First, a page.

By reflecting on the teachings of the past year, we can stack and build on the good habits we started in 2020. Maybe in doing so we had to find new ways to exercise when the gyms were closed, build friendships made by our social bubbles, and organize our homes 24-7 living and learning, learning to cook healthier meals or ourselves for those To blame caring for others.
Now that the vaccine distribution and the end of the pandemic are in sight, it is no longer necessary to abandon these changes and try to build on them. The first challenge is listed below. Then from Monday and every day Next week, the 7 Day Well Challenge will identify a popular quarantine habit and offer a new strategy to turn it into a healthy lifelong habit. Just sign up for the Well newsletter and you will receive a daily email reminder to take part in this day’s challenge.
Quarantined clapping has become a nightly ritual in many parts of the United States and around the world thanks to health care workers. It was both a token of community and a token of gratitude. The experience was what sociologists refer to as “collective flare”. This happens when people come together and participate in a group ritual at the same time.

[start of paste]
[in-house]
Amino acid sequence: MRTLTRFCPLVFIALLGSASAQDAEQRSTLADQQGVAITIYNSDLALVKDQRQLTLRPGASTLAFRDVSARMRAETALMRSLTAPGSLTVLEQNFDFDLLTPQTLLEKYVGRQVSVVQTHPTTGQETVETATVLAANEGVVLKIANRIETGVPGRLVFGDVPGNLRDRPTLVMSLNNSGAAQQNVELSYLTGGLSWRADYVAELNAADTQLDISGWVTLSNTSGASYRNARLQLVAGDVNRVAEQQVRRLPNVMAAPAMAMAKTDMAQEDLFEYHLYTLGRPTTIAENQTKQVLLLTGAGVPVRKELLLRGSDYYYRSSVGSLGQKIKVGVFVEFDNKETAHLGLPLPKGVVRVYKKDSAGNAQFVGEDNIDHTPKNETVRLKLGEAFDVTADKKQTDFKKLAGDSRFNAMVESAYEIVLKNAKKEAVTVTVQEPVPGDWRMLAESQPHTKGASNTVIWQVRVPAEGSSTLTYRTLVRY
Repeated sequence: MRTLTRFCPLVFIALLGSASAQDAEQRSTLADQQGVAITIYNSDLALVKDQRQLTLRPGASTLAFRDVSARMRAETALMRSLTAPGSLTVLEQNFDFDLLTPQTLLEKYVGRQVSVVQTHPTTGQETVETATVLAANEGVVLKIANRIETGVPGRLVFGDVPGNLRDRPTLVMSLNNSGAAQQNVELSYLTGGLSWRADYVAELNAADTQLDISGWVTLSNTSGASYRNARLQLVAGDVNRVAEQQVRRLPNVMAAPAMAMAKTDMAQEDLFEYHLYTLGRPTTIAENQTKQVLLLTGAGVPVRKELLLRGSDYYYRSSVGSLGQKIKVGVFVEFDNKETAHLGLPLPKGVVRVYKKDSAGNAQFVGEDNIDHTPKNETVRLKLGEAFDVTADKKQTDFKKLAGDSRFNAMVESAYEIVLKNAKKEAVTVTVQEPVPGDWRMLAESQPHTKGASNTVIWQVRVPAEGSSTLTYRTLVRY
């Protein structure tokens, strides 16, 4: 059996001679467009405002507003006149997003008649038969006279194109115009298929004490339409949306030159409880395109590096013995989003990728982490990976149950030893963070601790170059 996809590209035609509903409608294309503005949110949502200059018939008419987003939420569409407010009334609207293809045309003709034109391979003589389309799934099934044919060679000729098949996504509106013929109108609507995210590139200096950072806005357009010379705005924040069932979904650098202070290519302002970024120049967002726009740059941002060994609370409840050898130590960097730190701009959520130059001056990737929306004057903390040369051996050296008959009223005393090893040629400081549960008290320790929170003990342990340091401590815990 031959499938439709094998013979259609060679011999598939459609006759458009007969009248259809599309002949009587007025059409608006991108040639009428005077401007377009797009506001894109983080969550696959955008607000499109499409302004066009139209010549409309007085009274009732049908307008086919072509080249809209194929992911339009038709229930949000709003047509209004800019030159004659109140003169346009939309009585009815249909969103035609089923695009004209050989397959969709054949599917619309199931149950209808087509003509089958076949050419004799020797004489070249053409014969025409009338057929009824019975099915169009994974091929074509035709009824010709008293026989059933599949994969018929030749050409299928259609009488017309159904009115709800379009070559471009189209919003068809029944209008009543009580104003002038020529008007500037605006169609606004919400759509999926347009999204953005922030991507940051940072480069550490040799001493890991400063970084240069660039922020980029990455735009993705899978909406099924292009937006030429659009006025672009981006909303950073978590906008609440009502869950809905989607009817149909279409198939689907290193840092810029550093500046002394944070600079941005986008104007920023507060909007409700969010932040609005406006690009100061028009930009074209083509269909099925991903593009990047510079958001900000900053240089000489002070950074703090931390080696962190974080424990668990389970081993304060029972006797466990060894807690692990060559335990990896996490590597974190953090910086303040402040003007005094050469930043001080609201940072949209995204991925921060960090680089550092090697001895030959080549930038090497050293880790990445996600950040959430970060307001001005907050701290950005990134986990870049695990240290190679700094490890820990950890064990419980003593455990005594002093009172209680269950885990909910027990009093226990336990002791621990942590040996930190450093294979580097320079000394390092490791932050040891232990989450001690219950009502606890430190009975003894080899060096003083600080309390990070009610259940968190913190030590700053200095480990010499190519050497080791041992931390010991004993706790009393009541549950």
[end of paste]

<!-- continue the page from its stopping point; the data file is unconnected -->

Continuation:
Clapping for key workers had the effect of “unifying and motivating the group to work toward a common cause such as surviving the pandemic,” said Joshua W. Brown, professor in the Department of Psychology and Brain Sciences at Indiana University of Bloomington. “Group expressions of gratitude can be empowering for both those who express them and those who receive them.”
Perhaps you have shown gratitude in other ways. Have you offered delivery and restaurant workers larger tips than usual? Did you thank the food and pharmacy staff from the bottom of your heart at the checkout? Did you remind yourself and your children of all the things you were grateful for when things got tough at home? I took up a regular gratitude hand washing ritual and thought of 10 things to be grateful for – one for each finger I washed.